07593 216 092 info@esqassociates.com

Lime Mortar Issues

Information & Frequently Asked Questions

Lime mortar is comprised of lime (hydraulic, or non hydraulic), water and an aggregate such as sand. Nowadays, it is generally used in conservation work or the construction of new buildings using traditional methods – generally for aesthetic reasons or as a planning requirement.

There are 2 stages used to create lime mortar:

Carbonation

Lime mortar is created by burning limestone or chalk with coal in process called carbonation. This forms calcium oxide – more commonly known as quicklime. During this process calcium dioxide is 'burnt-off', releasing itself as a gas whilst the end product (quicklime) clumps together to form lump lime.

Slaking

The quicklime is added to water, forming slaked lime (calcium hydroxide). It is then mixed with fine aggregates, such as sand or local aggregate to form mortars, render or plasters.

When lime mortar sets it slowly combines with carbon dioxide in the atmosphere to transform back into its original state – calcium carbonate. Traditionally, this could take months to set and meant a long delay before decorations could be applied.

Hydraulic limes became more common by the end of the Victorian era. The introduction of hydraulic lime mortars considerably reduced the time needed to set, and also formed a much stronger bond. Hydraulic lime is created by the addition of silica – whether by addition of pozzolans (a range of siliceous or siliceous and aluminous materials) or by the use of clay that has a high silica content. A typical mix is 1 part hydraulic lime to 3 parts fine aggregate.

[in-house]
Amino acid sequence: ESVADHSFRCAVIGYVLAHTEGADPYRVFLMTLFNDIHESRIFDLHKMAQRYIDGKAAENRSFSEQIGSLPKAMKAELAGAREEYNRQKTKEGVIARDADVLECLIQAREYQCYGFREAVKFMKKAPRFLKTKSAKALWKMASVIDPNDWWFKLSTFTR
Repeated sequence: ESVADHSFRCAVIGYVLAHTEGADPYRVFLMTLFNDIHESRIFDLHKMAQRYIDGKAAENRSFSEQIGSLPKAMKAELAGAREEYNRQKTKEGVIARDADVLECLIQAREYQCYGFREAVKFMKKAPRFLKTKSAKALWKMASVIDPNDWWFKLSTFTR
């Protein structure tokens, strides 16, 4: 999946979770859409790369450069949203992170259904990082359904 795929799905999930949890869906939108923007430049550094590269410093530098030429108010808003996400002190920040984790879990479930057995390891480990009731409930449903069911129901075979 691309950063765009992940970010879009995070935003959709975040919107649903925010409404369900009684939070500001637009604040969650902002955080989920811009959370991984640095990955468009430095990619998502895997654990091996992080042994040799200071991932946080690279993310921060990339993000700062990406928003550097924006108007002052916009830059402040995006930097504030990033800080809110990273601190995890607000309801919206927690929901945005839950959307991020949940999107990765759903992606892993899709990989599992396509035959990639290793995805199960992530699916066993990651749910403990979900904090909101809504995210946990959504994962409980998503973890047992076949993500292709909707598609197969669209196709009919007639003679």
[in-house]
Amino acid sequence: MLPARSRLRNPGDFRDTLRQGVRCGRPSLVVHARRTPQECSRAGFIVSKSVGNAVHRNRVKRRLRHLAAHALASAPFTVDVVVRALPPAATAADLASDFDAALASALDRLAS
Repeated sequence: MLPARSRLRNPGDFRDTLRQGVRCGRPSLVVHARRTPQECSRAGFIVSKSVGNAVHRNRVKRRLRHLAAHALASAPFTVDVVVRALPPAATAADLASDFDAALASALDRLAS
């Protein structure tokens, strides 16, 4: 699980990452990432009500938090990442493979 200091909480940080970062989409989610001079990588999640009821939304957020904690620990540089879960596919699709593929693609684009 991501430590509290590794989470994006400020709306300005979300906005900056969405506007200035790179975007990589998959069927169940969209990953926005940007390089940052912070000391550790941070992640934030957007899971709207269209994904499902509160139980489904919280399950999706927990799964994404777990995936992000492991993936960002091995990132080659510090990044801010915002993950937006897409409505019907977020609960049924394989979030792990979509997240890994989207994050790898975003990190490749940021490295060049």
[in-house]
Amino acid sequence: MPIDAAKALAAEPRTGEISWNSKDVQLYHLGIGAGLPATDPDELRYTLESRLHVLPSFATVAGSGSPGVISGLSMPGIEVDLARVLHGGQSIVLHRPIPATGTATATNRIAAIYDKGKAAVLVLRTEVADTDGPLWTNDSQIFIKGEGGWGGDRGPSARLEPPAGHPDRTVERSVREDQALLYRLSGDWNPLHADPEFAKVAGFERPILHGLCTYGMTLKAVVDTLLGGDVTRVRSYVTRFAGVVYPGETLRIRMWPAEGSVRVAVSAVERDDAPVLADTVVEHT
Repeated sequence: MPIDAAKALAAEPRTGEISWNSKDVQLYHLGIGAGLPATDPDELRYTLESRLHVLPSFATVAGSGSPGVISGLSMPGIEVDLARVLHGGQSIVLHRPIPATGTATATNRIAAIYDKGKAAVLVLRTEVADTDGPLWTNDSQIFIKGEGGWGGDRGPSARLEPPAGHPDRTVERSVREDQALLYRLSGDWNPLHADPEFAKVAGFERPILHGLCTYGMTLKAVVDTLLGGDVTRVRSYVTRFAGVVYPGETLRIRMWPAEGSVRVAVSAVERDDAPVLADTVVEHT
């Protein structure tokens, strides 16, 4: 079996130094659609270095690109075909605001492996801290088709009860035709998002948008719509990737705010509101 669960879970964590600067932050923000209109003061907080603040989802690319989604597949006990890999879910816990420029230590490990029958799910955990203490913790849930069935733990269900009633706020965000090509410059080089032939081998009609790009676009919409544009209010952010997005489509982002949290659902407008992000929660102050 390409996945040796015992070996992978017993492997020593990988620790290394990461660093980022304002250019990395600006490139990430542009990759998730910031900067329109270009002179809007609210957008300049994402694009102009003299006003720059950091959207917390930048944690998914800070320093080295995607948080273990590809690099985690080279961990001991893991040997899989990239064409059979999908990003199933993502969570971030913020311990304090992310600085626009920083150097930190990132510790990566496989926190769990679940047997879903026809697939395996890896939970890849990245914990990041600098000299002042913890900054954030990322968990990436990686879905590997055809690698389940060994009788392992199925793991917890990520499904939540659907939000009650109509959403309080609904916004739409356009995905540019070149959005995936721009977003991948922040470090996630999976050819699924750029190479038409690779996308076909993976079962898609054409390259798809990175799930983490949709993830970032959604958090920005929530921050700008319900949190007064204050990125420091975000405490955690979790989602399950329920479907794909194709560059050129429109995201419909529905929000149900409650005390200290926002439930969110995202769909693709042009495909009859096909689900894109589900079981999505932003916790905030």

Problems with Lime Mortar?

The team at ESQ Associates are here to assist you with any queries you may have regarding lime mortar.

Call us on our office number or drop us an email and one of our friendly staff will get back to you as soon as possible.

Need help? Call on:

07593 216 092

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Lime Mortar Issues

Lime mortar is comprised of lime (hydraulic, or non hydraulic), water and an aggregate such as sand. Nowadays, it is generally used in conservation work or the construction of new buildings using traditional methods - generally for aesthetic reasons or as a planning requirement. Click here to read more

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